Last week, Patty Seybold published, “Four Reasons Why Customers Prefer Twitter for Customer Service,” a report about how businesses and their customers use Twitter as a key channel for customer service. Patty proposes seven best practices for Twitter-based customer service. Oracle Service Cloud Social Experience can help implement four of the seven:
- Treat Twitter as an Integrated Customer Service Channel
- If You Have Lots of Customers, Establish Customer Service Twitter Accounts
- Defuse Anger Publicly; Take the Issue Private
- Gather Customers’ Ideas for Next-Gen Products.
You’ll implement the other three with customer service policies, standards, and procedures:
- Set Customers’ Expectations Re: Times of Day You’ll Respond to Tweets in Real Time
- Respond within Minutes
- Don’t Use Automated Responses!
Here are brief descriptions of how Oracle Service Cloud Social Experience helps implement the first four practices:
Social Experience Social Monitor searches Twitter for Tweets that are relevant to customer service. Agents and/or analysts specify search queries as strings of language-specific terms of 255 characters or fewer. Queries strings may include the exact match (“”), AND, or OR operators. Analysts can save search queries for execution at a later time or for (regularly) scheduled execution.
Social Experience Social Monitor can automatically create customer service cases from the Tweets in search results and automatically appends the info in subsequent Tweets from the same Twitter account to them.
Social Experience captures customers’ Twitter account info within search results and includes them within Oracle Service Cloud customer data.
Social Experience supports multiple corporate Twitter accounts that it shares among its users. (It supports corporate Facebook accounts, too.) Businesses can create a hierarchy of corporate Twitter accounts for customer service, organizing them in any appropriate manner—by customer or customer company, by products, by customer service level, or by severity or priority, for example. And Social Experience’s Corporate Twitter accounts can be set to follow customers’ Twitter accounts.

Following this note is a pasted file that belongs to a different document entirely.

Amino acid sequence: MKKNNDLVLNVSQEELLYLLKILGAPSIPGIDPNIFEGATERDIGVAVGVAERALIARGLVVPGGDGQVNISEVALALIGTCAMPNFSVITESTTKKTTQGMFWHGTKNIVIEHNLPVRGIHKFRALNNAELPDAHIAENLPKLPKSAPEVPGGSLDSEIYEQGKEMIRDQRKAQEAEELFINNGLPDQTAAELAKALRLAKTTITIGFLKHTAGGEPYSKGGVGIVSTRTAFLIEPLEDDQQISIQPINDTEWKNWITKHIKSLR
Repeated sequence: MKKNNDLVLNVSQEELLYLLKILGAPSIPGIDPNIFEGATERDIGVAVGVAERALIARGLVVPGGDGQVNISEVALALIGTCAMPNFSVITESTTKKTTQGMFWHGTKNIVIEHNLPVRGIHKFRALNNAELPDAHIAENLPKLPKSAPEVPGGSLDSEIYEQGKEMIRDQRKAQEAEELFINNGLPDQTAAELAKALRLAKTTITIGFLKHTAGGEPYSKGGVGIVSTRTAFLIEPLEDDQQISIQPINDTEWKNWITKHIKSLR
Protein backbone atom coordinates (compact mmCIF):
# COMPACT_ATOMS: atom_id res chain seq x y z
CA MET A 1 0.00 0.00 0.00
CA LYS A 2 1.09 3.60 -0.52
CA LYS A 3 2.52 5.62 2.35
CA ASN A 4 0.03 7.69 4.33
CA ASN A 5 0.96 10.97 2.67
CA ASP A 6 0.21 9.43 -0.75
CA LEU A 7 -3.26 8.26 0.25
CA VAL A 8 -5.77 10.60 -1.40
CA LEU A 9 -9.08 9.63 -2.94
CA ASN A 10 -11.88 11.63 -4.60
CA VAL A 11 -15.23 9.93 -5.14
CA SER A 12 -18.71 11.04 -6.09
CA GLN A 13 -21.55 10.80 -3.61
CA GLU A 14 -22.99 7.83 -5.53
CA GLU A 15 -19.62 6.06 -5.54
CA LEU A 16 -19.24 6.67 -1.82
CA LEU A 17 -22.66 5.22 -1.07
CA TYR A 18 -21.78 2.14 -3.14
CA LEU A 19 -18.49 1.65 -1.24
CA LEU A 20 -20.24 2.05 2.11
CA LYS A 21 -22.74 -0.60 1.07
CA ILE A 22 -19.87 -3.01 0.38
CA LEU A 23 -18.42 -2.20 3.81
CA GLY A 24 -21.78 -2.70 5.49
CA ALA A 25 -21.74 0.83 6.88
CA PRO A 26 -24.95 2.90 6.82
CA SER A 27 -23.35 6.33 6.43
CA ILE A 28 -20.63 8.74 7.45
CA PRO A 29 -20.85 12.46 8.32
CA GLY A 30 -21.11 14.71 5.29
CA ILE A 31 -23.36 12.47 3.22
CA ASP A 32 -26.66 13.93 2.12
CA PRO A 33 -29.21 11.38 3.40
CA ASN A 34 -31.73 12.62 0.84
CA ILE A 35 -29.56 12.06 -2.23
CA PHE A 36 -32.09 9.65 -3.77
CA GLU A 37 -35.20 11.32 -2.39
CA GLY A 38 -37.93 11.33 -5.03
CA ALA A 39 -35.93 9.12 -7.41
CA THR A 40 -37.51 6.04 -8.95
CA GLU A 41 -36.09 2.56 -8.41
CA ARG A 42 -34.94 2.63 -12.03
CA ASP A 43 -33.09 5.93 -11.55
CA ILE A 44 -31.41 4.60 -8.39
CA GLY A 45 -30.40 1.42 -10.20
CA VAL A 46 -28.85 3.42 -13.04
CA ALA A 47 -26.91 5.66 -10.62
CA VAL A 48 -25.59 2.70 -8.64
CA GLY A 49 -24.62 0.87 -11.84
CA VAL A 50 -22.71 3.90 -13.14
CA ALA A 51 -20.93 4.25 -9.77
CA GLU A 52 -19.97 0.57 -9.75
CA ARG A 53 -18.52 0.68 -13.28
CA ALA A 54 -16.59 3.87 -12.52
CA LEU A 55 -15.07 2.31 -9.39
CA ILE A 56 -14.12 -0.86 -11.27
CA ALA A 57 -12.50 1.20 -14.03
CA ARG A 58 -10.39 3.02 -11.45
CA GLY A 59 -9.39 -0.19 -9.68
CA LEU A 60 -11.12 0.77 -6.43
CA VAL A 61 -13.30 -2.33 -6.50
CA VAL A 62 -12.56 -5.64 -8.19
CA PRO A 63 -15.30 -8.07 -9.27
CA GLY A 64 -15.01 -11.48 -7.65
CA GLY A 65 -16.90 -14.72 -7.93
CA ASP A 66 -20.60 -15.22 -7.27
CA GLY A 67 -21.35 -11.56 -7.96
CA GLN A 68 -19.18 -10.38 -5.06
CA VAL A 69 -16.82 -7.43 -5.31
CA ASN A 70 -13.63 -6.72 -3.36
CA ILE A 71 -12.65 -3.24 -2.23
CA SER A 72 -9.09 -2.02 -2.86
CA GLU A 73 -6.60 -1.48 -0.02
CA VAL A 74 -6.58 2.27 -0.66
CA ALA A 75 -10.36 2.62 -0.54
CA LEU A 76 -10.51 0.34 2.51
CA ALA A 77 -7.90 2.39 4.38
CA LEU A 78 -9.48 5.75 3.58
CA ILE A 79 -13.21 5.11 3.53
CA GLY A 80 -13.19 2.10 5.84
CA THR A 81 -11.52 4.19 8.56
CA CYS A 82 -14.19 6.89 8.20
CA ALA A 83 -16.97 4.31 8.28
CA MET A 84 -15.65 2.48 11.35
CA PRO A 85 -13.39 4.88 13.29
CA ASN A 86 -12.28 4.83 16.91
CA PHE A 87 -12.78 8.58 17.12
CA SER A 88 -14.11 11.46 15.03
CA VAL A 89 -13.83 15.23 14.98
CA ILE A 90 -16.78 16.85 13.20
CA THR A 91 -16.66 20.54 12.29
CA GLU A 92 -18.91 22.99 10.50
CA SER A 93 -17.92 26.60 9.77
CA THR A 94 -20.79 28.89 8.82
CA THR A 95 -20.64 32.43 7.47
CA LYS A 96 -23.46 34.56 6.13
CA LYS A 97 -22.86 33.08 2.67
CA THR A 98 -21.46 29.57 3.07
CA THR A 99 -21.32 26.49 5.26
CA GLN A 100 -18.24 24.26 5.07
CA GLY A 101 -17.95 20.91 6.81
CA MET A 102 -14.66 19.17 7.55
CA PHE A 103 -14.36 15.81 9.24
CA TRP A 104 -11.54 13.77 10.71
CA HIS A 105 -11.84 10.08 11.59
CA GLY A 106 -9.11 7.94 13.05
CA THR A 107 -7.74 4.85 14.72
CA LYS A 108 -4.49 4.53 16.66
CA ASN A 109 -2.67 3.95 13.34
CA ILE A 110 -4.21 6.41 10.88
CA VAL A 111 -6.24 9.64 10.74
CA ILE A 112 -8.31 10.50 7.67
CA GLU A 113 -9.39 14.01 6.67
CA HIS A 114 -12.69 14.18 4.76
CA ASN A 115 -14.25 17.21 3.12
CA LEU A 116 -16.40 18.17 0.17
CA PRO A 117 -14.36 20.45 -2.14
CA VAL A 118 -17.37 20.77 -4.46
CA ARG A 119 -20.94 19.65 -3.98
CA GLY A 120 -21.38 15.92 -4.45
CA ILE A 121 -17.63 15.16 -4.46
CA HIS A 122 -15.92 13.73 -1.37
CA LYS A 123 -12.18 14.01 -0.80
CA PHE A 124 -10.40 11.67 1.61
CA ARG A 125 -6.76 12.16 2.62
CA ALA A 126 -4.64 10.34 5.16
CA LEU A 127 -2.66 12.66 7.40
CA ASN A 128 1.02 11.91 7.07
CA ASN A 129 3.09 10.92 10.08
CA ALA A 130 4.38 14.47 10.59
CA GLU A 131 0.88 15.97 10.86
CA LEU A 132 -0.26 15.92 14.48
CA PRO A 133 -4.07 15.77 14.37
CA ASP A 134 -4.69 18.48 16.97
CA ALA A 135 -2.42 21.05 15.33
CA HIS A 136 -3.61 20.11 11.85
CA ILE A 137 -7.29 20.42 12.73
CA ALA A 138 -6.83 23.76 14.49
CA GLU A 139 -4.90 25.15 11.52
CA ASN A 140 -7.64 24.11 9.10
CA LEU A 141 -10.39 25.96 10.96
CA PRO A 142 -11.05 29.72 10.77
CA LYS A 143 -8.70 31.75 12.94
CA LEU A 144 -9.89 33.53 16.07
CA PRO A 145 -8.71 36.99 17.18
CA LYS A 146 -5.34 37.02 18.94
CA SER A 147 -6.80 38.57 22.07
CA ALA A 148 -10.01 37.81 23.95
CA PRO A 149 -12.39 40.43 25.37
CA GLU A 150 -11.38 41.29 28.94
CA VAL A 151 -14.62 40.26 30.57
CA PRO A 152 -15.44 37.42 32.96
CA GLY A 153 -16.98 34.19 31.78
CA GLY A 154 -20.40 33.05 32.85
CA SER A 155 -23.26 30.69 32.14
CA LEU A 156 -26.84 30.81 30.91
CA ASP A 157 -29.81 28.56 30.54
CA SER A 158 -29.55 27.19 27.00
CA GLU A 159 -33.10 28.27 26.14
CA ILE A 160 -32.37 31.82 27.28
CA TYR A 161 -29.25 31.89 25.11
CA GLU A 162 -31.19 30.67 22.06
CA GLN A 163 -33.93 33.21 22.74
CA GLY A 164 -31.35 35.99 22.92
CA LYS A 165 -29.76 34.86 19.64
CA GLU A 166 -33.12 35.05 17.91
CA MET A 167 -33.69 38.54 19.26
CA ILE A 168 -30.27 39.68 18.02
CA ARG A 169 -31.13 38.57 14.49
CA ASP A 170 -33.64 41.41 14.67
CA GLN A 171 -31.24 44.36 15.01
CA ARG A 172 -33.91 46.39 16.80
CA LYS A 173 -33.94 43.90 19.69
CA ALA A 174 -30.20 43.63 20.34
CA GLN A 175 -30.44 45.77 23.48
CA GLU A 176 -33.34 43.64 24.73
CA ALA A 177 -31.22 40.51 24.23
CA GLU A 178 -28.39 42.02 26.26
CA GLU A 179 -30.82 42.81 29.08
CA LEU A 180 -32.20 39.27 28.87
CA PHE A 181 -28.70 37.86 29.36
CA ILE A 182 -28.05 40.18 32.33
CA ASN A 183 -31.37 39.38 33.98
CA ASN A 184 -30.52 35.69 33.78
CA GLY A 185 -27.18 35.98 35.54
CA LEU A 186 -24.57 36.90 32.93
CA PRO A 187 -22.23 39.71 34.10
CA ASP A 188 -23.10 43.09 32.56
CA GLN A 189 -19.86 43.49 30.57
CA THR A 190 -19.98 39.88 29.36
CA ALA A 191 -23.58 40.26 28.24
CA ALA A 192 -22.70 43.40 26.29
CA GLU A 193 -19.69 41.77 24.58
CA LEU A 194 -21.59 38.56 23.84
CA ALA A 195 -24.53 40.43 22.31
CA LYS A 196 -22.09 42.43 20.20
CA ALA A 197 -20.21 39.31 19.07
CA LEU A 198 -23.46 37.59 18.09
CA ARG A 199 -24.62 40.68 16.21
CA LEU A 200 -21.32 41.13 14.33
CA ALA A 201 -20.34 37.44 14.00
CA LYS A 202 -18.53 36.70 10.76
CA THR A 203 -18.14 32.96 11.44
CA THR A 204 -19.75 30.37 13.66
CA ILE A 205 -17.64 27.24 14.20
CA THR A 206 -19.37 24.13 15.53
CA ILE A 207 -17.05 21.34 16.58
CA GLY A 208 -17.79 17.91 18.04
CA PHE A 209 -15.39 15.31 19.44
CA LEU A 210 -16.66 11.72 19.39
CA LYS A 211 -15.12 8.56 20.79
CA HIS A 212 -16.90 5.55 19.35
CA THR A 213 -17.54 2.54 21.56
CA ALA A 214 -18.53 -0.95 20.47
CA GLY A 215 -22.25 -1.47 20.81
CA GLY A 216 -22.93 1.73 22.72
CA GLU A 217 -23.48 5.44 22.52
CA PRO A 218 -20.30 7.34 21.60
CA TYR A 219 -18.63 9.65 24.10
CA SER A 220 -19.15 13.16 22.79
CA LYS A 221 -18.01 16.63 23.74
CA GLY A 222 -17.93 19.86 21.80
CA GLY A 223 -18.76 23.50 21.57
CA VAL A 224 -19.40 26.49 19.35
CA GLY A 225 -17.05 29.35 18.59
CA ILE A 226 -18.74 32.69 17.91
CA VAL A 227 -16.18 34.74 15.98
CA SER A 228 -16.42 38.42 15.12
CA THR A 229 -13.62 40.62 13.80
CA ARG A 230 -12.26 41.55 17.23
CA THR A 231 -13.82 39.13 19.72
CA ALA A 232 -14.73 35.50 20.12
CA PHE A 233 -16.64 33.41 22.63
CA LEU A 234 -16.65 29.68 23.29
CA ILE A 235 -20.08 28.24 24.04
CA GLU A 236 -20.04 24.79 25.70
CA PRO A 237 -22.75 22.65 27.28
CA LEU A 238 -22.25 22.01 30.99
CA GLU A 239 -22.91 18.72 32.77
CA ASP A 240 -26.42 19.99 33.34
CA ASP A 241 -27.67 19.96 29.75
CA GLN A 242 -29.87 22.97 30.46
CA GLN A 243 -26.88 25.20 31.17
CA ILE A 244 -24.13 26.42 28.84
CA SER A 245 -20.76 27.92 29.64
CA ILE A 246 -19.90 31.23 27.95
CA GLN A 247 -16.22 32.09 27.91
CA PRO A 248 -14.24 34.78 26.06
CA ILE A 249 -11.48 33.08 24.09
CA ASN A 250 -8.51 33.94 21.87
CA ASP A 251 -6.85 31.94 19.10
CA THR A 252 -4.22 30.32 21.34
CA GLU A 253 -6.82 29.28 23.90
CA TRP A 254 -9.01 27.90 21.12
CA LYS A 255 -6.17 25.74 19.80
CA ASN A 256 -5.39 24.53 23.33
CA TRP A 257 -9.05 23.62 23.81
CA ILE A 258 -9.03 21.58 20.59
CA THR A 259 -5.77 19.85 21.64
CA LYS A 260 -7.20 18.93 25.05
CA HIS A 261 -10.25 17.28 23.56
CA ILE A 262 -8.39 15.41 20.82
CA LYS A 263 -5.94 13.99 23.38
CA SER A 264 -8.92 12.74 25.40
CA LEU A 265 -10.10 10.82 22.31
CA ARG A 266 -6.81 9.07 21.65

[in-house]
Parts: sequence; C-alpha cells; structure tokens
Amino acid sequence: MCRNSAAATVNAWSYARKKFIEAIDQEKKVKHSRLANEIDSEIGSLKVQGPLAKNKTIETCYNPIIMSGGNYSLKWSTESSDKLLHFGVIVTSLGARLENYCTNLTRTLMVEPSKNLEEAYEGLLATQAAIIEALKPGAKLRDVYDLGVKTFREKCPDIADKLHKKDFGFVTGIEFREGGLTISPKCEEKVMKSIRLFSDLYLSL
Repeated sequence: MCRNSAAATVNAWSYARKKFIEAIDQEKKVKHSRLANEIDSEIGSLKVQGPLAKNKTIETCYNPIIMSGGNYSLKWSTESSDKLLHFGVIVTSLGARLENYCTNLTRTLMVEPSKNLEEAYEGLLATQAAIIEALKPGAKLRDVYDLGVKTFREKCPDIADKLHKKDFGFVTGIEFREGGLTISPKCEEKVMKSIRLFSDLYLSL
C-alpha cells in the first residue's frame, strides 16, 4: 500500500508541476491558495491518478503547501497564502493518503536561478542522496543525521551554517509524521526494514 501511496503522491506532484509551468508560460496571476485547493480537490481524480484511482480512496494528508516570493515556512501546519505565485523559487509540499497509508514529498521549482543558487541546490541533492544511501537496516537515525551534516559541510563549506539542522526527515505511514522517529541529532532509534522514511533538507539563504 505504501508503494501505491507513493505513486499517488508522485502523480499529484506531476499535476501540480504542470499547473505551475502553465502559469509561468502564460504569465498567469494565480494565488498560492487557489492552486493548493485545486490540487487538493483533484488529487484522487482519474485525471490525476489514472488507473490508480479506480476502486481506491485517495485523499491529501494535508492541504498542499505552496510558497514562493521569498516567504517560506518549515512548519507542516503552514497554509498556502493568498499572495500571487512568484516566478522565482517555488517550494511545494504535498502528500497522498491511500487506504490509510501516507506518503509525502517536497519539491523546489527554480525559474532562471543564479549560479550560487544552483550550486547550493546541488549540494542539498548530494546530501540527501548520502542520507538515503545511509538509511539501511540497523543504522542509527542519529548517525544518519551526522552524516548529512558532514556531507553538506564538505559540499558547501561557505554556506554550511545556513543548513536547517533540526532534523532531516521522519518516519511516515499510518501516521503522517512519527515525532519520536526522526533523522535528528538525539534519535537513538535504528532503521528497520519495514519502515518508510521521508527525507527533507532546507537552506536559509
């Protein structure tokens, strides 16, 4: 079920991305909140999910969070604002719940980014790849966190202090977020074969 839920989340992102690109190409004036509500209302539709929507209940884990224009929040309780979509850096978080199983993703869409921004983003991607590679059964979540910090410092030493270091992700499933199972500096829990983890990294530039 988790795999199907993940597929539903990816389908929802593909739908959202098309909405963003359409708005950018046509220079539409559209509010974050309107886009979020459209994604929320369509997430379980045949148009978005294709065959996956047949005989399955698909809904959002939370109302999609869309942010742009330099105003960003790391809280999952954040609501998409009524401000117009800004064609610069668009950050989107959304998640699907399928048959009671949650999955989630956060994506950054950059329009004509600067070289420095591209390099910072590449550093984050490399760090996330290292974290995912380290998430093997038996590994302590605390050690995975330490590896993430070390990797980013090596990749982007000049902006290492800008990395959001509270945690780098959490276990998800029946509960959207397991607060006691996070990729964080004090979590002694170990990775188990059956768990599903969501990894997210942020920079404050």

Agents specify whether each of their Tweets is public or private.
Cases generated from Social Monitor search results can be ideas for next-gen products as well as the representation of questions and problems.
Pretty good, although a bit of content-based alerting on search results could automate Twitter monitoring. Note that these capabilities of Social Experience’s to support Twitter are capabilities that we’ve seen in other social monitoring and analysis offerings, offerings including Attensity Analyze, and Respond; Clarabridge Analyze, Collaborate, and Engage; and KANA Experience Analytics. All of these offerings have been available for a few years. They’re widely-used and well-proven. Any of them can help make Twitter an integrated customer service channel.
Going forward, we’ll extend our framework for evaluating social customer service products to include Patty’s best practices as additional evaluation criteria. Thanks, Patty.